It's Time To Upgrade to HTTPS as the Web is Moving to "Secure Communication by Default"
If you haven’t upgraded your site to HTTPS yet, take note. By the time Chrome 62 will be launched in just a few weeks’ time, Chrome will mark all HTTP sites with any input fields as insecure.
The internet as we know it is moving rapidly towards a “secure communication by default” era where all traffic will be served over HTTPS. In a recent post by Troy Hunt, he highlighted how much harder things are about to get for website owners who don’t upgrade to HTTPS. This is in large part due to Google Chrome’s not secure messages that are already displayed on sites that are not using HTTPS when users enter passwords or credit card information.
HTTPS has seen mass adoption in the last few months. Let’s Encrypt, the global certificate authority (CA) that offers free certificates to sites in order to implement HTTPS, recently published a graph showing the phenomenal growth in Let’s Encrypt certificates since 2016.
In June 2017, Let’s Encrypt reported that they’ve issued 100 million certificates in only 19 months. It’s a staggering figure if you consider that in the 20 years before Let’s Encrypt launched, only 40% of all page views that were served over the internet were encrypted, and in the 19 months since Let’s Encrypt launched, that number has shot up to almost 58%
Driving factors for the growth towards HTTPS by default can be attributed to the four punch combo that consists of Let’s Encrypt's free SSL certificate, Google's push towards HTTPS by warning users of insecure (HTTP) sites, Firefox's warning messages on insecure sites and the slight SEO boost that Google gives to HTTPS sites.
Google’s push towards HTTPS encryption by default became known way back in 2014 when they first announced HTTPS as an SEO ranking signal. Since then, Google has started using Chrome as leverage towards the HTTPS drive.
Since Chrome 56, users entering passwords or credit card information on HTTP sites already get not secure messages. By the time Chrome 62 will be launched in a few weeks’ time, Chrome will mark all HTTP sites with any input fields as insecure. Simply put: if you visit any website in Chrome 62 onwards and input any data in a text field, Chrome will warn you that the site is insecure.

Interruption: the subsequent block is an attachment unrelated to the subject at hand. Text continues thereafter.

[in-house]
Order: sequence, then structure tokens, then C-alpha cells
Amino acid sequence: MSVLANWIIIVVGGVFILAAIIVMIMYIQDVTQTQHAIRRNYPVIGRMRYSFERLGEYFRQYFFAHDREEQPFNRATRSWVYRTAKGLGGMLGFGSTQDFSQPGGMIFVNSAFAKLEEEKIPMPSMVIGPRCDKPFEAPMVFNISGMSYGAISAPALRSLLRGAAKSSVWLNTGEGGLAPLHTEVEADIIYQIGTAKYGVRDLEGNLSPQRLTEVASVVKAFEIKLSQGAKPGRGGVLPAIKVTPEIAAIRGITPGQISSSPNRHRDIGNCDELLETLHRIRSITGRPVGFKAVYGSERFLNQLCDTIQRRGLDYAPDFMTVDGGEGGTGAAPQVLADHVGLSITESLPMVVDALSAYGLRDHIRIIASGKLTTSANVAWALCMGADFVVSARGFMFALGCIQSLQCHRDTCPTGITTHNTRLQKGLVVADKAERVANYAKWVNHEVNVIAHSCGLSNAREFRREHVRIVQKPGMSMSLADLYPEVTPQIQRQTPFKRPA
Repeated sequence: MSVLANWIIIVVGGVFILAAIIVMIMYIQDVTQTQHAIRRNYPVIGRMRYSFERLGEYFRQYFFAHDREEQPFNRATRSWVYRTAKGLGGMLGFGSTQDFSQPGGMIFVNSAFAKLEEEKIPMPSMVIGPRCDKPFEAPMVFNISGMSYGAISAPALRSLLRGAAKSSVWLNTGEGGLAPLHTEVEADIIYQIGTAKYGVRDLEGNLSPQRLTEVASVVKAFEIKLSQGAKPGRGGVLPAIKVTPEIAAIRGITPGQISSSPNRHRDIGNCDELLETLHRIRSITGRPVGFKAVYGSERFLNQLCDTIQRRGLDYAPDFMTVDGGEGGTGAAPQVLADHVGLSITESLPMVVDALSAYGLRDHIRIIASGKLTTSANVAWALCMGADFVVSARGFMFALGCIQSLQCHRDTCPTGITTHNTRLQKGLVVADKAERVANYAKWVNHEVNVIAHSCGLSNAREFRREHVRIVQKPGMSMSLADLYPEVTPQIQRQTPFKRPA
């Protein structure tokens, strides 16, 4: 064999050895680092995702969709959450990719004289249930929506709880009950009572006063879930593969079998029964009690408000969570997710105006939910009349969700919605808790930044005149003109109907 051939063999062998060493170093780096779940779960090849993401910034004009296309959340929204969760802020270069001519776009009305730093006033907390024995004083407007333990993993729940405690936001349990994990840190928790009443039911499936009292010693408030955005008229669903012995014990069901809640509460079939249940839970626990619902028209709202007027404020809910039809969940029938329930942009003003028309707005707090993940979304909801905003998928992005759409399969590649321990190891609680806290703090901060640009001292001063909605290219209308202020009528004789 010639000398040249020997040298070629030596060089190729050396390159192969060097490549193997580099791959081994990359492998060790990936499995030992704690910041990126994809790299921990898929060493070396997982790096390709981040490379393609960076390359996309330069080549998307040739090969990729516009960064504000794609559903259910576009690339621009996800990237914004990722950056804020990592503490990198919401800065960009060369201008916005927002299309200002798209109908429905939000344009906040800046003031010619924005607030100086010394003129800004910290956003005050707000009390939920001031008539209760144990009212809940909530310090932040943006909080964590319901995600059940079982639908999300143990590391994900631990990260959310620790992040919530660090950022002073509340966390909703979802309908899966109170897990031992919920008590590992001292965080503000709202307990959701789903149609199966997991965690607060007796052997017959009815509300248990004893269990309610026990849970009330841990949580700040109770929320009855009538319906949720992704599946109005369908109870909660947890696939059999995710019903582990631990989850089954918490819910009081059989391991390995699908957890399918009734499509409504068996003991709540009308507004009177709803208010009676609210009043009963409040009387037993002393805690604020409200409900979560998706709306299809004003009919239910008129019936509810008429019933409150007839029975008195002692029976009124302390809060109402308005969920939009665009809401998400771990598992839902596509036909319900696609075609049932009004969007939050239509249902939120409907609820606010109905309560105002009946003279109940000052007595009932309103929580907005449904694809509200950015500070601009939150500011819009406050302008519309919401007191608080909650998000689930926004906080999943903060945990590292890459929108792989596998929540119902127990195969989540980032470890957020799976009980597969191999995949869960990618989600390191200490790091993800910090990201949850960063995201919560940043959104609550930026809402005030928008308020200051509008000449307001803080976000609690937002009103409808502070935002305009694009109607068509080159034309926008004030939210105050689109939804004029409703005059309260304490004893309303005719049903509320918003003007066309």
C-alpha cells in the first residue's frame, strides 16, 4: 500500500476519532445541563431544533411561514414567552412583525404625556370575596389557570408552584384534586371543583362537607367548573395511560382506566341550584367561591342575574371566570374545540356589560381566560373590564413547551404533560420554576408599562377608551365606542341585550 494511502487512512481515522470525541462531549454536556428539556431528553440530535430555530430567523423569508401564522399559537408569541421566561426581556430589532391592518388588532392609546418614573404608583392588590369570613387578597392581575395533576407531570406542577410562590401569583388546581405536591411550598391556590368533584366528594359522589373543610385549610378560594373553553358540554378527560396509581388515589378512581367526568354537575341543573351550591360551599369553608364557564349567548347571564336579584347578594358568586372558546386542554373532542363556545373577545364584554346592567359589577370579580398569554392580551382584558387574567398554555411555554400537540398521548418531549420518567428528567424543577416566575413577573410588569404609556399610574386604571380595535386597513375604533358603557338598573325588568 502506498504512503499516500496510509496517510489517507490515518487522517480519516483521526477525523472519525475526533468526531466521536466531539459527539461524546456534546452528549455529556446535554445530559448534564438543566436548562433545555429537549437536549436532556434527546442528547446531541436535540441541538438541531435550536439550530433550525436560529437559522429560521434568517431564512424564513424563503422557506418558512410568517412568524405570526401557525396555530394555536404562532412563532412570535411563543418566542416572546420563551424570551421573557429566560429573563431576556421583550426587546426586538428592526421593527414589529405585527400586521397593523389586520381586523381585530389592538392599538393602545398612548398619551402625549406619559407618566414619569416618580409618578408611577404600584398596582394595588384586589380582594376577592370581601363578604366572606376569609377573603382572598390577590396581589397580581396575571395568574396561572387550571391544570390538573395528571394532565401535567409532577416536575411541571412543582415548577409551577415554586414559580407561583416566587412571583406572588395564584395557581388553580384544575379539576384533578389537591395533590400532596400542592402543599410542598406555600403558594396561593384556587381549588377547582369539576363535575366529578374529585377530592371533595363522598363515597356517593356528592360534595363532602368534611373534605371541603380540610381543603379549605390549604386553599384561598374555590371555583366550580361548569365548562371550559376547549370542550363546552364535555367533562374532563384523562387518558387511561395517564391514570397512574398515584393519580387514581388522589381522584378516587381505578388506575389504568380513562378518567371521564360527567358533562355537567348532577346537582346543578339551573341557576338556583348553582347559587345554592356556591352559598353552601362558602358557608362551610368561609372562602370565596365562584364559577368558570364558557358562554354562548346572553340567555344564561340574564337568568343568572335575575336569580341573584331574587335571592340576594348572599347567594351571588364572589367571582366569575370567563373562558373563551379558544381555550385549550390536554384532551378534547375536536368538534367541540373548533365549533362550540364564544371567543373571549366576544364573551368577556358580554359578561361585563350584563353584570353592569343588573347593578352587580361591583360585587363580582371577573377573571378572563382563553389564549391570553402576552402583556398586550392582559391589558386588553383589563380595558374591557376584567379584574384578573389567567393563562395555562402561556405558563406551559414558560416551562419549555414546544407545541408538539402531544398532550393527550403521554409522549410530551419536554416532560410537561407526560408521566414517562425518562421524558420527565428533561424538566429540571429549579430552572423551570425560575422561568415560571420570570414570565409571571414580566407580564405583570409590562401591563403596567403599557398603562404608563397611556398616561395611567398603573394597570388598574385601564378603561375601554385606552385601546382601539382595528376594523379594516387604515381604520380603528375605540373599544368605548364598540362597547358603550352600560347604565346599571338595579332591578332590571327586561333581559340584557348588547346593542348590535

Ultimately, Google’s objective is to mark all HTTP sites as insecure with a prominent exclamation mark in a red triangle, and the Google Chrome 62 update is merely an incremental update to get there.
Firefox has also joined the cause, with warning messages being displayed on all versions since Firefox 52 if a user enters a password on an insecure site.
Given that Chrome has 62.4% market share and Firefox has a market share of 7.8% (as of June 2017), feel free to resist upgrading to HTTPS at your own peril.
While some people feel that Google is stepping out of their lane, this is a push towards a better internet for all, and certainly, one that we should all support. Google might be the loudest voice in the fight to securing the web, but it's certainly not alone. Let's Encrypt and Firefox has been very active and instrumental in the HTTPS growth to date.
If you're not sure why you need HTTPS, think of HTTPS as a secure tunnel in which all communications between your browser and an HTTPS enabled site are secure and encrypted. This means you’re protected from governments or ISPs spying on you - even if you’re using public networks or WIFI. HTTPS protects the privacy of users, whilst making sites more secure and harder to hack.
With Google's hard stance towards HTTP as an insecure transport protocol and the advent of free SSL certificates being made available by Let's Encrypt, we're seeing a revolution taking place. Everyone's adopting HTTPS and it's all happening very fast. We can certainly expect mass adoption of HTTPS to continue in the next few months until the majority of sites will inevitably serve traffic over HTTPS in the near future.
Upgrade Your Site to HTTPS with Free Let's Encrypt Certificates
Historically, HTTPS certificates were expensive to buy, and the cost had to be paid on an annual basis. That all changed when Let’s Encrypt, a nonprofit organization, launched in April 2016 with the purpose of offering free SSL/TLS certificates.
If your site is not using HTTPS yet, now is the time to upgrade.